Monday, March 12, 2007

Lil Jon Has Not Left The Building

I'm not sure if there's anything new here. A rapper enjoys some success, and quickly branches out into endorsements and product placement to maximize "auxiliary income". The massive deflation of what qualifies as famous, coupled with the expansion of blanket marketing in general, makes for ubiquitous semi-celebrities hawking everything from perfume to video games to ring tones (a $5 billion market).

Still, it seems like a leap to claim, as does Lil Jon the King of Crunk (wtf?), that, "Once you get popular, you have a brand... You have to market that brand." Not that there wouldn't be something ironic about contemporary rap artists actually becoming brands, given how much the music's early iconography owed to brand consciousness. I'm just not so sure how much that's actually happening.

Certainly in rap as in basketball, the balance of power has shifted between the star and the product manufacturer. Whereas before Adidas or Nike or Converse had a lineup of NBA stars who got a shoe designed and named after them, now certain players or rappers have a lineup of products that represent different facets of their salable image.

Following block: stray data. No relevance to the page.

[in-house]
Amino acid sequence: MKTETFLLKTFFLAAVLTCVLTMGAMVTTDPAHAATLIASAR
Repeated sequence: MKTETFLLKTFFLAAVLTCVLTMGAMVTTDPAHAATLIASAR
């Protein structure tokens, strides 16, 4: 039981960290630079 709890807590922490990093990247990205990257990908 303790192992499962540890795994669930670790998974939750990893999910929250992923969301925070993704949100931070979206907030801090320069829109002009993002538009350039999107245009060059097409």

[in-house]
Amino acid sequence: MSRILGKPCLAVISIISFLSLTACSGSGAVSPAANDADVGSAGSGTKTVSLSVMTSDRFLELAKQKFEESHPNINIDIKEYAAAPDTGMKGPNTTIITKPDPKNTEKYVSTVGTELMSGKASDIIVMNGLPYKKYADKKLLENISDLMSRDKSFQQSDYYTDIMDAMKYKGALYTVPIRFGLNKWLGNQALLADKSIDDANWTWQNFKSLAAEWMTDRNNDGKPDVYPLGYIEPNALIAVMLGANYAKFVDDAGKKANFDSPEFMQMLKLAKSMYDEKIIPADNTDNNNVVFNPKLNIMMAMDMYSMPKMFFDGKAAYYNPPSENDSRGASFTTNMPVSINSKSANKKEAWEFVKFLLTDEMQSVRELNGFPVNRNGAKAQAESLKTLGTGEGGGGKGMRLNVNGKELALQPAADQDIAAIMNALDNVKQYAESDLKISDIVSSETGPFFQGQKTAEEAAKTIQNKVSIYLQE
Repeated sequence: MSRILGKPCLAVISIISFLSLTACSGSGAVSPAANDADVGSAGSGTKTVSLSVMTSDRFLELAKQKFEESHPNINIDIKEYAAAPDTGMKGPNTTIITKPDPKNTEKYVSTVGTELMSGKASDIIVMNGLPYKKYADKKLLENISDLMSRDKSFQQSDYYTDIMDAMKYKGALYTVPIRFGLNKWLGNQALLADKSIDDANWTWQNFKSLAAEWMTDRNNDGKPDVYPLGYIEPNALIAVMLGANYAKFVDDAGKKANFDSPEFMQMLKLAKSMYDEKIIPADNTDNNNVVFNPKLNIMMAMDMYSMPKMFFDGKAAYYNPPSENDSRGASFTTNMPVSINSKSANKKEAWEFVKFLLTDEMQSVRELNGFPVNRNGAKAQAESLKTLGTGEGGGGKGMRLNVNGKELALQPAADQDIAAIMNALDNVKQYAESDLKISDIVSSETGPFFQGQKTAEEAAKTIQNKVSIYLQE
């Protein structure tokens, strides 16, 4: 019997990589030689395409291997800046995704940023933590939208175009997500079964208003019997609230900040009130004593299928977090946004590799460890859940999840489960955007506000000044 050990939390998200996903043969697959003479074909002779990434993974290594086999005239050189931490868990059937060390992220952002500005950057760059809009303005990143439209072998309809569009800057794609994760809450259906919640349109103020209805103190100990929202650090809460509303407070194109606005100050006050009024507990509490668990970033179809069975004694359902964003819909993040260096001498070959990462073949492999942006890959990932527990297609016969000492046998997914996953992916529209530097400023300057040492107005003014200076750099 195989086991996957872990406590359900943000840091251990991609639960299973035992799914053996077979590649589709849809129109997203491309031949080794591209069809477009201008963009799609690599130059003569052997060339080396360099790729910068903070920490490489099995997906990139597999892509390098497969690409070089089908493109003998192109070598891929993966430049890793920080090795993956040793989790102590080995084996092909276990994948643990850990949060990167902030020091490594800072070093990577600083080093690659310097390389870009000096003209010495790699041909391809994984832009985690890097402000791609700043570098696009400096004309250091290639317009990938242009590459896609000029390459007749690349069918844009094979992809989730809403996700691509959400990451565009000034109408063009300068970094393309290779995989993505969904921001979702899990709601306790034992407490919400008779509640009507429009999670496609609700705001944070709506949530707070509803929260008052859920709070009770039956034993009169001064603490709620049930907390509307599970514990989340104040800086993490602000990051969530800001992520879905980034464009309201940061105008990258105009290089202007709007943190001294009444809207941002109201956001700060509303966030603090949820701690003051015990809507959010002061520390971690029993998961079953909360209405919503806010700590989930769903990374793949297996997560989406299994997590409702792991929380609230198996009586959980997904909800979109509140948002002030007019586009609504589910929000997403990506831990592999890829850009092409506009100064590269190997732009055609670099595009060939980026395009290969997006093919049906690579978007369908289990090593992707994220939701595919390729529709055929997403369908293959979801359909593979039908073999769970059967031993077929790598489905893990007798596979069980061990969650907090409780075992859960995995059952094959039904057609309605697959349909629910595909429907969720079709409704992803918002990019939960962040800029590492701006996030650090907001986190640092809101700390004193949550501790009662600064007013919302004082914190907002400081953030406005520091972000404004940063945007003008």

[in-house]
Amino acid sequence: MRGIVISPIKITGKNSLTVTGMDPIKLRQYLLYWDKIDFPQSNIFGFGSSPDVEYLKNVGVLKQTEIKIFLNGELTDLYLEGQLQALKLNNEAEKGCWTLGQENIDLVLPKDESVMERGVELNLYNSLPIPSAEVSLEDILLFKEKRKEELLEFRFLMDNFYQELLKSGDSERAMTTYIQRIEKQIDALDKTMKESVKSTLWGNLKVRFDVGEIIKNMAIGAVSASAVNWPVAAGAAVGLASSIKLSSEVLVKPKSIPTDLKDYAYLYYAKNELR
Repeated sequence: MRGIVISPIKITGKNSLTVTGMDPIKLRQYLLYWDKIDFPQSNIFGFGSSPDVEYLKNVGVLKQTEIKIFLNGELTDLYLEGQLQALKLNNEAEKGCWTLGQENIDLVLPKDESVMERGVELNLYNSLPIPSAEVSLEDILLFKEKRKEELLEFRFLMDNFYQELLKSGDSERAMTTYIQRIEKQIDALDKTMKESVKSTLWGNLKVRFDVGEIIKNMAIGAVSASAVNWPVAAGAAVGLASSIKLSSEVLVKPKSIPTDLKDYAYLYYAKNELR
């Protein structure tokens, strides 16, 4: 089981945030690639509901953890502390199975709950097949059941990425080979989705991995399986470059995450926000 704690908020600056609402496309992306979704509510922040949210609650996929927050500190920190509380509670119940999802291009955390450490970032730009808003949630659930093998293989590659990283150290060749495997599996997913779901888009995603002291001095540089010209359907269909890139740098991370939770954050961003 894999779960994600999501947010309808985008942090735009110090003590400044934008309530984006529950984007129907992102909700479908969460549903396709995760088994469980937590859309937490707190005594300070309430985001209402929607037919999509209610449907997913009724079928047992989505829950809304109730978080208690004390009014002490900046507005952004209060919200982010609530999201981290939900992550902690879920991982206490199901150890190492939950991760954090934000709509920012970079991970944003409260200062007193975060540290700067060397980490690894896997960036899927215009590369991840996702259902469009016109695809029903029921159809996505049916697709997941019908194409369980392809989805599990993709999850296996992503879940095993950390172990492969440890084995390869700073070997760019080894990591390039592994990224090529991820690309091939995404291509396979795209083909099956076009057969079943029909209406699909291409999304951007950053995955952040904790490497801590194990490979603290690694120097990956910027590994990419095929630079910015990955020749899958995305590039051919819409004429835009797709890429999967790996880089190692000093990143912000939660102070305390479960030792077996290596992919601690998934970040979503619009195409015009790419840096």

But the difference between a brand and a fad, or even a brand and a businessman, is kind of like the famous Potter Stewart definition of pornography: I know it when I see it. Shaq is a brand. 'Melo? Please. Sean Coombs? Arguable, but I'll give it to you. Jay-Z? Sorry.

But it still begs the question, What's new here? Long before there was MTV Cribs, people were lining up to tour Graceland. Twenty years after his death, Elvis the King of Rock 'n Roll is still a brand. Lil Jon the King of Crunk? Nah, I don't think so.

Posted by Judah in:  Markets & Finance   Arts & Letters   

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